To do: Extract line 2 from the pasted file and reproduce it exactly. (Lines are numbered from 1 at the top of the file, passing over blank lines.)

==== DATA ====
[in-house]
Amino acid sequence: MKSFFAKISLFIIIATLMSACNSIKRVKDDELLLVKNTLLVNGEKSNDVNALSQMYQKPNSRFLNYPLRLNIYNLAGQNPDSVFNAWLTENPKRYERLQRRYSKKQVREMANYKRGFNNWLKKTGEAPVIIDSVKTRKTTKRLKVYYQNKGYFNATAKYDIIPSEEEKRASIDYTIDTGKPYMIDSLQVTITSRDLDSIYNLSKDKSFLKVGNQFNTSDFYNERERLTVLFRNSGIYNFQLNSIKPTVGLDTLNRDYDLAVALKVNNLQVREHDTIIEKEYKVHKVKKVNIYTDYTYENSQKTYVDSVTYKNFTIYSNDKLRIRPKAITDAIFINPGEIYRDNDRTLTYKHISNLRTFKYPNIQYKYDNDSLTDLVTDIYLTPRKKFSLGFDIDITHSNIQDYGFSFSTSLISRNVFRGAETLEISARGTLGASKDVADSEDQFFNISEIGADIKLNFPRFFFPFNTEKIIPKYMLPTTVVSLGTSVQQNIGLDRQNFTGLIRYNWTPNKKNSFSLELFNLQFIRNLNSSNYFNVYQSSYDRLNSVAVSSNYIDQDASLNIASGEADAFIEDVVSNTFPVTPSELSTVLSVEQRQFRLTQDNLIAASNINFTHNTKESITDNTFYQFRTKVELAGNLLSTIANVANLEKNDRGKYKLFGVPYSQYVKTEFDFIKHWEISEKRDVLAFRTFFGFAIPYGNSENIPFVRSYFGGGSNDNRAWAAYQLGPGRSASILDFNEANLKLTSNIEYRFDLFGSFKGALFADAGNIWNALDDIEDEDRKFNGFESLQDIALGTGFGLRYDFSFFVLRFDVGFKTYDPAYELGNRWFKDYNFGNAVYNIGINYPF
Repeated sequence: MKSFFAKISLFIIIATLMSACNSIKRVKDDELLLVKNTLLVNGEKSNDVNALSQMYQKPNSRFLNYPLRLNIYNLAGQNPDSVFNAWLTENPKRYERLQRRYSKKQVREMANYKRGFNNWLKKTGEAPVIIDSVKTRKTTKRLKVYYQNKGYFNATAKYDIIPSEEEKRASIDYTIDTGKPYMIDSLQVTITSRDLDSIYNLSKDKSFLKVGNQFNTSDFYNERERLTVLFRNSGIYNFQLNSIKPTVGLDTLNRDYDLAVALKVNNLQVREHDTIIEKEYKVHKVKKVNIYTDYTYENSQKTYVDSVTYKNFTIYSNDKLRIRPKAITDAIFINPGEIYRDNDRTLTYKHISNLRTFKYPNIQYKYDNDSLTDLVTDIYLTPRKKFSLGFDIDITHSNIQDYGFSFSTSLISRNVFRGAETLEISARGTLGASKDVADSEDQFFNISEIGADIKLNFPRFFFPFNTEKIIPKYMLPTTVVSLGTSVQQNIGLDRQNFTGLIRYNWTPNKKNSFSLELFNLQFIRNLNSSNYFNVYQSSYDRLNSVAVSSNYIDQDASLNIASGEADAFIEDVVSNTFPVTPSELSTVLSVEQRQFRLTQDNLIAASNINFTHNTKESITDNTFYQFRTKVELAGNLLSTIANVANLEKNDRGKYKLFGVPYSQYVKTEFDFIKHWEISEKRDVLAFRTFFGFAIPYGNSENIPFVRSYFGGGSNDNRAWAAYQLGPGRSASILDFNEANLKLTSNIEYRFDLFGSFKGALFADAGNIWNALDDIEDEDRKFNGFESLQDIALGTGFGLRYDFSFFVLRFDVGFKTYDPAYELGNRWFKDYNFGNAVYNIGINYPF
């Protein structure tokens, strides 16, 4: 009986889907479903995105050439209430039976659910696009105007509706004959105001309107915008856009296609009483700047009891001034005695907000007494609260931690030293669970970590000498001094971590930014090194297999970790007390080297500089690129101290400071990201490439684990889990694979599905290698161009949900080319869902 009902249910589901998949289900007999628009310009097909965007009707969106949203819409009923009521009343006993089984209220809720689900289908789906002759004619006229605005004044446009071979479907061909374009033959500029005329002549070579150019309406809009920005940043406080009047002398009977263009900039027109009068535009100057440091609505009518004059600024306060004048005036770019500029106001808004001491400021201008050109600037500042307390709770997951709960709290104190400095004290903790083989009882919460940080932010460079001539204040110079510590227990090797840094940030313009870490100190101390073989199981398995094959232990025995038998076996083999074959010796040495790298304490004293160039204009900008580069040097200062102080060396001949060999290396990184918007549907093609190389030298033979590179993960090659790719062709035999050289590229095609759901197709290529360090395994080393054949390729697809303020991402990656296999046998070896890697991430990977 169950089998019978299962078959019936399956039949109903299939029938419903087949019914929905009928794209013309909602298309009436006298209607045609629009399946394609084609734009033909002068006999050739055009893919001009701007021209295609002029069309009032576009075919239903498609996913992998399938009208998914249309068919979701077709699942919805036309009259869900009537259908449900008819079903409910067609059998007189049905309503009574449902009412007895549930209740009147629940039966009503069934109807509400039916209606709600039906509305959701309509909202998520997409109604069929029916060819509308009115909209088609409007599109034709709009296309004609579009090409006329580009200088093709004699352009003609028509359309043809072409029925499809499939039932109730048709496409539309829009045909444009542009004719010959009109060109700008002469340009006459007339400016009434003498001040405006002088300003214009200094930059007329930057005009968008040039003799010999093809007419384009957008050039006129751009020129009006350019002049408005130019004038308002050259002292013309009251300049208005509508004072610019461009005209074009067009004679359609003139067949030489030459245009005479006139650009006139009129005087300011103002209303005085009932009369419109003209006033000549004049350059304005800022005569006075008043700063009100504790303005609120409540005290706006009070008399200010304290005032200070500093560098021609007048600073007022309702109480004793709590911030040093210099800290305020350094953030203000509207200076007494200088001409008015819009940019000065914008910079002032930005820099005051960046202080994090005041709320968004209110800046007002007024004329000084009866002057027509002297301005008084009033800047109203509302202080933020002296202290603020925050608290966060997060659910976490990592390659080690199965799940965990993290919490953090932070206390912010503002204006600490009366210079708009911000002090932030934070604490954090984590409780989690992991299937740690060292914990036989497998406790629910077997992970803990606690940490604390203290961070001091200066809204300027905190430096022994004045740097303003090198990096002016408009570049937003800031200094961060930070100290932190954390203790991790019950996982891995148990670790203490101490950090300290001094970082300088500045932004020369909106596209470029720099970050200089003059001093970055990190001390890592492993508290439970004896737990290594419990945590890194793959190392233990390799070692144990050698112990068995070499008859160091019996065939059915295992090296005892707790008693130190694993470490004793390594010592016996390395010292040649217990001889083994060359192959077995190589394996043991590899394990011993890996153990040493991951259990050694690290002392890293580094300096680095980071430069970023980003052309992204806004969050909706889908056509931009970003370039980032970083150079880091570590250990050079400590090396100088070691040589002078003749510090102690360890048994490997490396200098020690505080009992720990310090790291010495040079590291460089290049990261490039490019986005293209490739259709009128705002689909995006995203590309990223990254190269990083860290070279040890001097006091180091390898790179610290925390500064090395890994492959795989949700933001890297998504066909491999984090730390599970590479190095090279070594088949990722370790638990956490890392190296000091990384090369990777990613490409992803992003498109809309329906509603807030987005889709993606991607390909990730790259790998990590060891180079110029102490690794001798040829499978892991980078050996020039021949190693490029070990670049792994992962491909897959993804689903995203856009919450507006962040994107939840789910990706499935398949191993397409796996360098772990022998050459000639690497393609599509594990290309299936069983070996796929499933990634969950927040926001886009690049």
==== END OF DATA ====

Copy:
Amino acid sequence: MKSFFAKISLFIIIATLMSACNSIKRVKDDELLLVKNTLLVNGEKSNDVNALSQMYQKPNSRFLNYPLRLNIYNLAGQNPDSVFNAWLTENPKRYERLQRRYSKKQVREMANYKRGFNNWLKKTGEAPVIIDSVKTRKTTKRLKVYYQNKGYFNATAKYDIIPSEEEKRASIDYTIDTGKPYMIDSLQVTITSRDLDSIYNLSKDKSFLKVGNQFNTSDFYNERERLTVLFRNSGIYNFQLNSIKPTVGLDTLNRDYDLAVALKVNNLQVREHDTIIEKEYKVHKVKKVNIYTDYTYENSQKTYVDSVTYKNFTIYSNDKLRIRPKAITDAIFINPGEIYRDNDRTLTYKHISNLRTFKYPNIQYKYDNDSLTDLVTDIYLTPRKKFSLGFDIDITHSNIQDYGFSFSTSLISRNVFRGAETLEISARGTLGASKDVADSEDQFFNISEIGADIKLNFPRFFFPFNTEKIIPKYMLPTTVVSLGTSVQQNIGLDRQNFTGLIRYNWTPNKKNSFSLELFNLQFIRNLNSSNYFNVYQSSYDRLNSVAVSSNYIDQDASLNIASGEADAFIEDVVSNTFPVTPSELSTVLSVEQRQFRLTQDNLIAASNINFTHNTKESITDNTFYQFRTKVELAGNLLSTIANVANLEKNDRGKYKLFGVPYSQYVKTEFDFIKHWEISEKRDVLAFRTFFGFAIPYGNSENIPFVRSYFGGGSNDNRAWAAYQLGPGRSASILDFNEANLKLTSNIEYRFDLFGSFKGALFADAGNIWNALDDIEDEDRKFNGFESLQDIALGTGFGLRYDFSFFVLRFDVGFKTYDPAYELGNRWFKDYNFGNAVYNIGINYPF